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    Some things in life should be exclusive, like the people who are allowed to drive my car or eventually date my daughter. Other things, however, should be open to the general public. Parks, roads, drinking fountains, and the front seats of busses come to mind. Unfortunately, that's not the way things work over here in the States, at least not when we're talking about cellular phones. Carrier exclusives are still very much a thing -- although they should not be, not any more anyway. "Exclusives" are just like they sound, "restricted or limited to the person, group, or area concerned". When ...

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    Printers from yesteryear used parallel ports. Modems used serials ports -- which were available in either 9- or 25-pin varieties. High-speed devices like scanners and external drives used to connect via any number of SCSI connections. A company I used to work for even made products that let you daisy-chain two together via parallel port, and even came out with a drive that you could plug into either a parallel port or a 25-pin SCSI port. Even common devices like keyboards and mice connected through a PS/2 or other style connector. Put another way, there were just far too many kinds of ...

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    The Nexus 5 was unveiled on October 31st of last year, and offered for sale through Google's Play Store the same day. In those several months I've run the stock version of Android, though about half way through I rooted it and run several apps that require those elevated privileges. That's pretty significant. It's the first personal phone that I haven't run a Custom ROM on since my very early days with Windows CE. Even back then I ran "cooked" ROMs on my Pocket PCs. Since then, running a Custom ROM has gotten significantly easier. Rooting toolkits are available that take all the guesswork ...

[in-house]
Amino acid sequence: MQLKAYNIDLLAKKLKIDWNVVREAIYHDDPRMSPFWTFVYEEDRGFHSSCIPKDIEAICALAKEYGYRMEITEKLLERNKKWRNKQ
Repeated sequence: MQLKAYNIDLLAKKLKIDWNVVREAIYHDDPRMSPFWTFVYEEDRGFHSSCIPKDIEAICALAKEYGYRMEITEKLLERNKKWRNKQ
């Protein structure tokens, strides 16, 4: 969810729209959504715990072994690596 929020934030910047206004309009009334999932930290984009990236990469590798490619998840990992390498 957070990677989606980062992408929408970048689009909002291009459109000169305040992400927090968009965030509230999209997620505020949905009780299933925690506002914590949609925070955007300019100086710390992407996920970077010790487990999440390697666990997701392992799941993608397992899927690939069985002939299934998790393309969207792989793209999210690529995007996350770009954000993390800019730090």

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    If you've never used wireless charging, you're missing out, and you just can't understand how convenient it is. Every time you need to charge your device, you've got to have a cord plugged into an electrical outlet (or a portable battery). You probably have a few of these "tentacles" positioned in strategic locations that are quickly accessible throughout your day. Although somewhat convenient, that gets a bit messy and unorganized. I currently have four devices in my household that can charge wirelessly via the Qi standard. I wish I had more. To combat the widespread use of wall-wart ...

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    Back in the day we used to refer to our electronic devices as PDAs -- Personal Digital Assistants. They weren't. In fact, they weren't much more than battery-operated day planners, the paper versions of which were in style around the turn of the century. Today these devices have given way to Internet-connected smartphones that are finally starting to include the ability to complete core tasks via voice-assisted input. Apple has Siri. Google has Google Now. Finally, Microsoft has Cortana. Some feel that this personalized and voice-responsive component finally brings the "assistant" to ...